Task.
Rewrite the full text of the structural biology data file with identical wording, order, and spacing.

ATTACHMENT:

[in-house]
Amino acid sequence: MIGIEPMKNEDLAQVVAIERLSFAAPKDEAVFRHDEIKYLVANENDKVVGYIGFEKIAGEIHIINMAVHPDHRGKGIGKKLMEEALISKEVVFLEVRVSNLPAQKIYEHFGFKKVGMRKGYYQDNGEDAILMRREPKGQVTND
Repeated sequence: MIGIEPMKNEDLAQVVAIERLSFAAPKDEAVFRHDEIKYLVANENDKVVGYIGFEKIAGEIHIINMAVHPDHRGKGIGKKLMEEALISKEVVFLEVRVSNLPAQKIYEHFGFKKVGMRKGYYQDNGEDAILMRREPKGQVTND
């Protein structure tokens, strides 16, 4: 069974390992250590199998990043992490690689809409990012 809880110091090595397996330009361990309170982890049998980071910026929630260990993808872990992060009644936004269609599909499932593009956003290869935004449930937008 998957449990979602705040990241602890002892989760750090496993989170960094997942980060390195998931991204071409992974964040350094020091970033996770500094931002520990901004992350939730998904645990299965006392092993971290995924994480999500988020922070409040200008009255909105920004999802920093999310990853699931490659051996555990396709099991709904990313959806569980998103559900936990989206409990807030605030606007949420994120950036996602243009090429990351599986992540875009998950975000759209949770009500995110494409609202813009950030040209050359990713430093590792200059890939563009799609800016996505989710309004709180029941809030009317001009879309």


[in-house]
Amino acid sequence: MIGIEPMKNEDLAQVVAIERLSFAAPKDEAVFRHDEIKYLVANENDKVVGYIGFEKIAGEIHIINMAVHPDHRGKGIGKKLMEEALISKEVVFLEVRVSNLPAQKIYEHFGFKKVGMRKGYYQDNGEDAILMRREPKGQVTND
Repeated sequence: MIGIEPMKNEDLAQVVAIERLSFAAPKDEAVFRHDEIKYLVANENDKVVGYIGFEKIAGEIHIINMAVHPDHRGKGIGKKLMEEALISKEVVFLEVRVSNLPAQKIYEHFGFKKVGMRKGYYQDNGEDAILMRREPKGQVTND
């Protein structure tokens, strides 16, 4: 069974390992250590199998990043992490690689809409990012 809880110091090595397996330009361990309170982890049998980071910026929630260990993808872990992060009644936004269609599909499932593009956003290869935004449930937008 998957449990979602705040990241602890002892989760750090496993989170960094997942980060390195998931991204071409992974964040350094020091970033996770500094931002520990901004992350939730998904645990299965006392092993971290995924994480999500988020922070409040200008009255909105920004999802920093999310990853699931490659051996555990396709099991709904990313959806569980998103559900936990989206409990807030605030606007949420994120950036996602243009090429990351599986992540875009998950975000759209949770009500995110494409609202813009950030040209050359990713430093590792200059890939563009799609800016996505989710309004709180029941809030009317001009879309």